When we go to buy a sneaker, we look at its design and features before making a decision. We also value the distance we travel per day as well as the type of foot we have.
An important point that we tend to look at is the flexibility of the shoe. One of the common ideas is that shoes are better the more flexible they are. However, a distinction must be made between cushioning and flexibility.
Differences between damping and flexibility
Cushioning is the resistance of the sole of the shoe to absorb the impact of walking or running, taking into account that this impact can be up to 5 times the body weight of the person.
Flexibility is the ability of the shoe to bend inward from the ends.
Therefore, to explain the degree of flexibility or stiffness that the shoe should have, we will use the example of the spoon. If a spoon is placed on a flat surface and pressure is applied to the end of the concave part, a leverage effect is produced that causes the end to lift. In the same way, the stiff sole of the shoes causes a leverage effect that helps when running or walking.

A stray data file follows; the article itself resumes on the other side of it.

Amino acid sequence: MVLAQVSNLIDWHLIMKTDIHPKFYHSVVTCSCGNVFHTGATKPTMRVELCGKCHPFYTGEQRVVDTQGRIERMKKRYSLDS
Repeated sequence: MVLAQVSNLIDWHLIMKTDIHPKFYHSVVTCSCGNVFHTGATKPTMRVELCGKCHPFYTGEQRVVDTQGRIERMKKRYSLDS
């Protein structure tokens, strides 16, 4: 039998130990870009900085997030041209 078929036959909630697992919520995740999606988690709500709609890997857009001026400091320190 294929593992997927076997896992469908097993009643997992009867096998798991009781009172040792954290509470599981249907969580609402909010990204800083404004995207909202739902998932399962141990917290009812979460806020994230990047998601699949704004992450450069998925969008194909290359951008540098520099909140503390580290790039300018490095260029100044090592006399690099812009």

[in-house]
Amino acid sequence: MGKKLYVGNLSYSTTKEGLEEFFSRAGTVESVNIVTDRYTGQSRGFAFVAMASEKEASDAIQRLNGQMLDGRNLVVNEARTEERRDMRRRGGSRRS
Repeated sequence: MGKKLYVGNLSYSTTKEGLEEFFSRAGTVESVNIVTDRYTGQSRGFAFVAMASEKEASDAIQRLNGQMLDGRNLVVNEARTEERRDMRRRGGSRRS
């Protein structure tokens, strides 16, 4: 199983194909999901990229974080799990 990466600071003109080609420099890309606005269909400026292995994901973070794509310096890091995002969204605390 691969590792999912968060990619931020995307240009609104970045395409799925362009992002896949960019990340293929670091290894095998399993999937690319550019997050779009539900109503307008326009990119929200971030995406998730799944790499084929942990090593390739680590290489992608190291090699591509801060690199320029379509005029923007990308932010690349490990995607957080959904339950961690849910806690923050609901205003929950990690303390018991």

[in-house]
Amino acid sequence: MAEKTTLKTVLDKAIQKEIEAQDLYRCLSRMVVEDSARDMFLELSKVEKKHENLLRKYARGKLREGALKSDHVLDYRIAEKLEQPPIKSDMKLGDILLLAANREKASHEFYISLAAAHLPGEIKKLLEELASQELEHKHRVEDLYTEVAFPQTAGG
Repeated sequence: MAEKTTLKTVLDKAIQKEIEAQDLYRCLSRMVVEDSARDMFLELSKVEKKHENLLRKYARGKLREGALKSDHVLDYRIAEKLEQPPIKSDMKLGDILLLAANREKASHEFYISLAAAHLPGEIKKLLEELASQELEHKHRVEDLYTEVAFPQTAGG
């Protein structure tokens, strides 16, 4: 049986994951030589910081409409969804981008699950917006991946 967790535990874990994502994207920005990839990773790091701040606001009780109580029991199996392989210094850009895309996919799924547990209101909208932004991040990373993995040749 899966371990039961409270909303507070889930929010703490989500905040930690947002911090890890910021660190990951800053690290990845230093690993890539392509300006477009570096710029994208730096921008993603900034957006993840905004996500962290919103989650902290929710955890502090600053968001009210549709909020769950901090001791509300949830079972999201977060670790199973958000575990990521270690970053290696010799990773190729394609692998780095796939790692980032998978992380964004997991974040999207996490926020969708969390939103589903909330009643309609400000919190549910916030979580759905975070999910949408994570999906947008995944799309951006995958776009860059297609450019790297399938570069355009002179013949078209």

The key to making a shoe flexible or tough
Whether a shoe is more or less flexible depends on the shank. The material from which it is made will affect the leverage effect to a greater or lesser extent. There are slippers with shirring made of different materials such as PVC, cardboard or metal. Extremely flexible slippers may not have a shank, which is not good for foot health.
In the San Roman Clinic we can help you choose the best shoes based on your foot, with studies of the footprint and give solution to any problem you have with your feet.
Article prepared by Clínica San Román
Date of publication: 22-11-2017
Date of revision: 3-02-2020